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October 5, 2023/Neurosciences

Endonasal Approach Enables Intraconal Orbital Tumor Removal

A partnership between a skull-base rhinologist and a neurosurgeon has helped advance a technique with favorable outcomes and minimal postoperative morbidity

intraconal orbital tumor

Surgeons at Cleveland Clinic have published the world’s largest single-center experience to date on an innovative endoscopic endonasal approach to removing or sampling benign intraconal orbital tumors. The research appears in Laryngoscope.


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Even when benign, tumors that arise in the deepest part of the eye socket, the intraconal space, can still cause vision loss or neurologic deficit if not removed. But accessing these tumors has been challenging for reasons related to both anatomy and expertise, says Raj Sindwani, MD, Co-Director of the Minimally Invasive Cranial Base and Pituitary Surgery Program at Cleveland Clinic.

“The intraconal space is kind of a no-man’s land. It’s not a place that ocular surgeons can access easily, because the eye is a bony box. In many cases, they can’t move the globe and other contents out of the way enough to see to the back of the eye well enough to carefully take the entire tumor out,” Dr. Sindwani explains.

This location isn’t traditionally in the wheelhouse of neurosurgeons either, since it’s not in the brain, or of otolaryngologists, since it’s not in the ear, nose, or throat. Thus, patients are often told that tumors in the intraconal space are inoperable.

“If you don’t offer surgery, you’re left either watching the tumor or trying to irradiate some of them. These are the same considerations on the intracranial side as well, where we commonly find tumors pressing on the optic nerve. Some tumors respond to radiation, but many do not. The experience of removing tumors away from the optic nerve through cranial procedures serves us well for the removal through an endonasal approach. Because these tumors are close to the optic nerve, radiation treatment may be worse than the disease,” notes Pablo F. Recinos, MD.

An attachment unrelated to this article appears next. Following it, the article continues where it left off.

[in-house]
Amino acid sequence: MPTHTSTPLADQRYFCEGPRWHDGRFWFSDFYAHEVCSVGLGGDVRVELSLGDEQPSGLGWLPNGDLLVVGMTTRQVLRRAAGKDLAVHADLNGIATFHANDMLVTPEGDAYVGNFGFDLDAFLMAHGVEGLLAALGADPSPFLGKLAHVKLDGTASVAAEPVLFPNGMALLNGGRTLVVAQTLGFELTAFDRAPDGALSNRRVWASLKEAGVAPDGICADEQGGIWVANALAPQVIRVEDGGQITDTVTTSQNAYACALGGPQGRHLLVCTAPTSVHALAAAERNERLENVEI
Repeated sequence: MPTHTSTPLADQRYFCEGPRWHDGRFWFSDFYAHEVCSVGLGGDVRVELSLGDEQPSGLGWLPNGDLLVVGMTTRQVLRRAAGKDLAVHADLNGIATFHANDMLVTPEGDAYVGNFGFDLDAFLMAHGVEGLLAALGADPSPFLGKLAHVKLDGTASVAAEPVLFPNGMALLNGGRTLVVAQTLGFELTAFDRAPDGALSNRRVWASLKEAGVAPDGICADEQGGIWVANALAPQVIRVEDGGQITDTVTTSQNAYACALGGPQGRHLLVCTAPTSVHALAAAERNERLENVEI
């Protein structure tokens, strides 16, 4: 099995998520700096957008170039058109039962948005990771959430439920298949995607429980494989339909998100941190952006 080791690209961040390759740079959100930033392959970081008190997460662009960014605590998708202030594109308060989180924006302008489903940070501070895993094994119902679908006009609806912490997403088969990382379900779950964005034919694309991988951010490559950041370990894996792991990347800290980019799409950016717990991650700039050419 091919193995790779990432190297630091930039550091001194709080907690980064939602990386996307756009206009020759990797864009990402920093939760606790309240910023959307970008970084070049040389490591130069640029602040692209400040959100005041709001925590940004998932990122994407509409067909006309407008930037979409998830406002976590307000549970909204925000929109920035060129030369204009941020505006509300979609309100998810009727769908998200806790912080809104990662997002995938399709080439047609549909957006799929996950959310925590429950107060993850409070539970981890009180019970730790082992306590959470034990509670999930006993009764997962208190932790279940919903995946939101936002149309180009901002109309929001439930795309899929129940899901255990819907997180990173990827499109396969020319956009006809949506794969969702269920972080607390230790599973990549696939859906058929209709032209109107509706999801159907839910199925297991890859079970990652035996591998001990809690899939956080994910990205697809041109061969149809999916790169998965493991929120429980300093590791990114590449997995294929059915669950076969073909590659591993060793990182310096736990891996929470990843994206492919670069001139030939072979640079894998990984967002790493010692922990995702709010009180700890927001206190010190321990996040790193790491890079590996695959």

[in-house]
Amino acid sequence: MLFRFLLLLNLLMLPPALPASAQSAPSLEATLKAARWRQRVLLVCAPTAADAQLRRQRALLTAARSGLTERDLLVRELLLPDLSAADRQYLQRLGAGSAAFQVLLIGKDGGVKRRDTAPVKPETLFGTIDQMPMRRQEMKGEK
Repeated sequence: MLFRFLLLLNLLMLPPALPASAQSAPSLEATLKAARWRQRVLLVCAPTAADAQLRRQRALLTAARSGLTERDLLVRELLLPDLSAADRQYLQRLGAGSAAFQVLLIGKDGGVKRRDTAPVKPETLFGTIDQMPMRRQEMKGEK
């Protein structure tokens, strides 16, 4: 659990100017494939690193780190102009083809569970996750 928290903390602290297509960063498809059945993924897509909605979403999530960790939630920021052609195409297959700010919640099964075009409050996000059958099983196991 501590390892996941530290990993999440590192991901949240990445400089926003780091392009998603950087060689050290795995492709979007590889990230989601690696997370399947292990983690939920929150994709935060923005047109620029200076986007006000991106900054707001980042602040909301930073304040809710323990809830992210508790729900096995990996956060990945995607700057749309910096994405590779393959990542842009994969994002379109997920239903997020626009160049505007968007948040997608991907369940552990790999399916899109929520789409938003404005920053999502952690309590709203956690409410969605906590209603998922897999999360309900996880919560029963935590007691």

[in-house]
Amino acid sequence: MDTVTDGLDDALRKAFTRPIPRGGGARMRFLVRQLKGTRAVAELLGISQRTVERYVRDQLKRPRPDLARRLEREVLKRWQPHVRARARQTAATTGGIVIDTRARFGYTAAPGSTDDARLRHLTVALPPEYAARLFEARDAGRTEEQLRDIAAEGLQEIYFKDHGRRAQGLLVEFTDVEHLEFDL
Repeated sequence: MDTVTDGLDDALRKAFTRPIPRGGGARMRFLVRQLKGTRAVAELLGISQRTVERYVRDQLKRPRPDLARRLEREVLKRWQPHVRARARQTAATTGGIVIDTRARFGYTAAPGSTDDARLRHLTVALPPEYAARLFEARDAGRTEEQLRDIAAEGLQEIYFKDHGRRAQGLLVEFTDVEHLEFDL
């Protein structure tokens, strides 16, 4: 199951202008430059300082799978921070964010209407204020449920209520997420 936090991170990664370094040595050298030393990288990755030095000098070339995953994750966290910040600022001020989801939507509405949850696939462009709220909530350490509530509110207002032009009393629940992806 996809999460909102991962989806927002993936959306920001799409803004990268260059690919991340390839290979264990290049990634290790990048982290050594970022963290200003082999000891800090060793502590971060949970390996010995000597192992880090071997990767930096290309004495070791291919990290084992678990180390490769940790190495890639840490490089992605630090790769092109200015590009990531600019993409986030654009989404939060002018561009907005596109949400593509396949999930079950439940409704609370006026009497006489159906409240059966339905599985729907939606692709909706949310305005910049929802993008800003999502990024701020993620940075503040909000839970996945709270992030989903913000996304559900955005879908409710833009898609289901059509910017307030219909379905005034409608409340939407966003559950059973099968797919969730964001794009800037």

A team of complementary skill sets

About a decade ago, Dr. Sindwani, a rhinologist and skull-base surgeon, teamed up with the Neurological Institute’s endoscopically-trained neurosurgeon, Dr. Recinos, and together they formed the Minimally Invasive Cranial Base and Pituitary Surgery Program at Cleveland Clinic. They attempted to use the same two-surgeon, multi-handed endoscopic endonasal approach they had long used for brain tumors and other skull-based procedures for intraconal orbital tumors.


“Dr. Recinos and I operate together, simultaneously, with multiple hands and multiple instruments going in and out of both nostrils to be able to offer the optimal amount of control and precision in taking tumors out of very critical areas. We felt ourselves well-positioned and uniquely qualified to expand our expertise to include orbital surgery, especially to these deep spaces of the eye,” Dr. Sindwani explains.

Surgical principles of skull-base surgery, including minimizing retraction on the brain and creating a direct line to tumors between the nose and the brain, are similar to operating on the eye, in terms of minimizing traction on the globe and optic nerve and using a direct approach to the tumor through the nose, he points out.

Cleveland Clinic’s armamentarium also includes endoscopic OR suites equipped with navigation systems, specialized angled-endoscopes and other tools to enable the optimization of outcomes.

Understanding the procedure

The intraconal procedure involves a septectomy and orbital decompression of the layers between the nose and the orbit, followed by opening the periorbita and exposing the orbital contents. “Importantly, we use the corridor between the medial rectus muscle and the inferior rectus muscle. That’s the safest way to get into the deep space. Using multiple instruments, we move the medial rectus muscle up and follow underneath it to get into the intraconal space of the orbit,” explains Dr. Recinos.

Using navigation and specially designed skull-base instruments, Dr. Sindwani and Dr. Recinos gently dissect the tumor from any attachment that it might have coercing it away from critical structures including the optic nerve and small blood vessels of the orbit.